Reviews

Blind Justice

Todd R. Ramlow

Blind Justice attempts to depict how, institutionally and individually, we try to 'deal with' disability.


Blind Justice

Airtime: Tuesdays, 10pm ET
Cast: Ron Eldard, Marisol Nichols, Rena Sofer, Reno Wilson, Frank Grillo, Michael Gaston
Network: ABC
Amazon

The title of ABC's newest detective series, Blind Justice, is precisely the sort of metaphoric abstraction that disability rights activists and scholars object to. The term doesn't reflect "negatively" on blind people, but it does refer to an ideal of justice as "objective." The point is that the metaphor is delimiting and overdetermines the material reality of blindness and/or extreme visual disability. It erases the subject it purports to represent.

Worse, the metaphor doesn't even work particularly well in relation to this specific show. Even if some idealized jurisprudence is "blind" (which it manifestly isn't, at least not "color-blind"), criminal justice most definitely isn't, as the major thrust of the show is how the detectives of New York's 8th Precinct "overcome" their prejudices against physical disability.

Ron Eldard is Detective Jim Dunbar, a most excellent homicide detective who is blinded by a one-in-a-million gun shot while on a case. Though he could have retired with full benefits, Dunbar sues the Police Department to get his job back. When he wins and is reassigned to the 8th Precinct, the other detectives, especially Tom (Reno Wilson), Marty (Frank Grillo), and Lt. Gary Fisk (Michael Gaston), don't believe Dunbar can be anything but a burden. What can a detective "do" if he can't "see" a crime scene?

Further, Dunbar represents what Lennard Davis has called, in Enforcing Normalcy: Disability, Deafness and the Body, a "disruption of the visual field." The anxiety produced by the presence of disability for the "normal" is the unconscious recognition of their always potentially temporary able-bodiedness. Selway, Russo, and Fisk reject Dunbar because he represents and recalls the threat to their own "normal" bodily integrity inherent in their line of work.

The disabled investigator itself is an old saw of disability representation. Today we have PaxTV's Sue Thomas: FBEye (deafness), and USA's popular Monk (obsessive-compulsive disorder). Charlie Chan (fat) had a 50-year film career, from 1931-1981. Ironside was the paraplegic detective of the 1970s. Also in the early 1970s, Longstreet focused on a blind insurance investigator, and the films Eyes in the Night (1942) and The Hidden Eye (1945), both featured blind detectives. The list goes on, but the point is that the confluence of disability and detection is a common trope in which the disabled person "overcomes" his disability and others' prejudices in order to impart a moral, namely, "tolerance." Though Dunbar can't see, he "sees," and what and how he sees teaches those who doubt him (and "us" at home) our "proper," tolerant, and respectful relationship to disability.

The show runs into another problem in how it imagines Dunbar "seeing." More accurately, try as it might, it can't imagine a detective being totally blind. So we get, throughout the series premiere, vague, deeply shadowed, blurry moments that suggest Dunbar has retained some rudimentary visual perception. This is doubly vexed in moments when Blind Justice tries to represent the ways in which hearing transforms into an understanding of spatial relations for the blind. At one point, while Dunbar's reluctant partner (Marisol Nichols as Karen Bettancourt) is interviewing a potential witness, Dunbar is thinking to himself and listening to the surroundings. He hears the sounds of a subway train passing, a major clue in the case as it turns out, and for a moment we "see" his internalization. It's a kind of stylized sky, with fluffy clouds, and a subway train clack-clacking above the ground with seemingly no support.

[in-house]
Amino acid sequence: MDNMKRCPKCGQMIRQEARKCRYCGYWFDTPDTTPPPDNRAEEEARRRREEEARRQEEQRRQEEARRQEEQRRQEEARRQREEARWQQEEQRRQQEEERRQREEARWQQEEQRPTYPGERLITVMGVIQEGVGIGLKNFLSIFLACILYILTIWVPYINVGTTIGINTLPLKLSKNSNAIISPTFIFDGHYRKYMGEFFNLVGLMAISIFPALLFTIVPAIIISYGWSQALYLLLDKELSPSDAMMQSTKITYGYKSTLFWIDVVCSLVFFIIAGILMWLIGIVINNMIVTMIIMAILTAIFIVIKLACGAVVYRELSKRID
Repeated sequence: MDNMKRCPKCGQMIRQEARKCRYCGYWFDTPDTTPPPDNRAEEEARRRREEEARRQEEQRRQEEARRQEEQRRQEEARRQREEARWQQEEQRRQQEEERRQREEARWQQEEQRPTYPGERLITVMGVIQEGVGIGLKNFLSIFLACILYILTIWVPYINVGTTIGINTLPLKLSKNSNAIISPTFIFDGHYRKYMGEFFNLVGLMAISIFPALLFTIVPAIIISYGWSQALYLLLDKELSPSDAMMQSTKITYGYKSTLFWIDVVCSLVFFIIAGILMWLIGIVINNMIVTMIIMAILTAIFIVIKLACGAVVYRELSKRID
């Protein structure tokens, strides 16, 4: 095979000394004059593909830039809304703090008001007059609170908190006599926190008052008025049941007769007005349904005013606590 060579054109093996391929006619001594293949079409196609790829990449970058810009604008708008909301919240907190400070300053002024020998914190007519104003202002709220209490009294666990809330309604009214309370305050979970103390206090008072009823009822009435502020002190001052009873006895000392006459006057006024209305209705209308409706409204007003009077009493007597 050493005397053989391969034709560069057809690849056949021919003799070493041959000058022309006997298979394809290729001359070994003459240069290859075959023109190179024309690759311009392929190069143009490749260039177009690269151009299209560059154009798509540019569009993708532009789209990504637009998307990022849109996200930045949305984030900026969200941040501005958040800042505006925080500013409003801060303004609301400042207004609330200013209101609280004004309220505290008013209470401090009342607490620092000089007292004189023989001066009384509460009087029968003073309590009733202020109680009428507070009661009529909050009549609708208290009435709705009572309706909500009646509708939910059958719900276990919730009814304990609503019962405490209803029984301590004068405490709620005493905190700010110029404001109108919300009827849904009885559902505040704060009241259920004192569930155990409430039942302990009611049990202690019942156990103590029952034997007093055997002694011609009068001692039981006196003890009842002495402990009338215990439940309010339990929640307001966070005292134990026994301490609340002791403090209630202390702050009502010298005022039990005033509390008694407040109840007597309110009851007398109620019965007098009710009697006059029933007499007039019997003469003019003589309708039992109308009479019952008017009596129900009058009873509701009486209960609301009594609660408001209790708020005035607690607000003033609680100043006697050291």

Okay, it makes some sort of representational sense. What doesn't make sense is the similar attempt that occurs much earlier in the episode. Out in the field for the first time, Dunbar accompanies Bettancourt to a murder scene. As he stands alone, having been shunted off to the side by Bettancourt, we "see" how he makes sense of the space around him. This time, however, we see in his stylized mind's eye the body of the dead girl, and dust swirling in the sunlight coming through a grimy window. What sounds could the silent corpse possibly be making that might allow a spatial understanding of its positioning? And do you really think, no matter how "acute" his hearing, Dunbar could "hear" dust-motes swirling around in the air?

Despite these shortcomings and its trafficking in able-bodied stereotypes, Blind Justice isn't entirely without merit. The show attempts to depict how, institutionally and individually, we try to "deal with" disability. Around the middle of the premiere, Jim returns home after his first day back at work to his wife Christie (Rena Sofer). She's anxious, and asks how his day went. He's reluctant to talk about it, she becomes angry. She's tired of "walking on eggshells" around the subject of his disability. He's tired of having been forced to play the "triumphant" disabled person and reassuring his "normal" coworkers that everything will be okay in their relationships all day long. He assures Christie he needs her, to which she retorts, "You don't need me, you need your dog."

It's corny dialogue. But here, as in the precinct scenes focused on Dunbar and his coworkers, Blind Justice, the exchange shows how people with disabilities and able-bodied individuals negotiate physical difference (sometimes unkindly, sometimes respectfully) in order to redefine individual, professional, and institutional relationships that might become more welcoming to physical disability.

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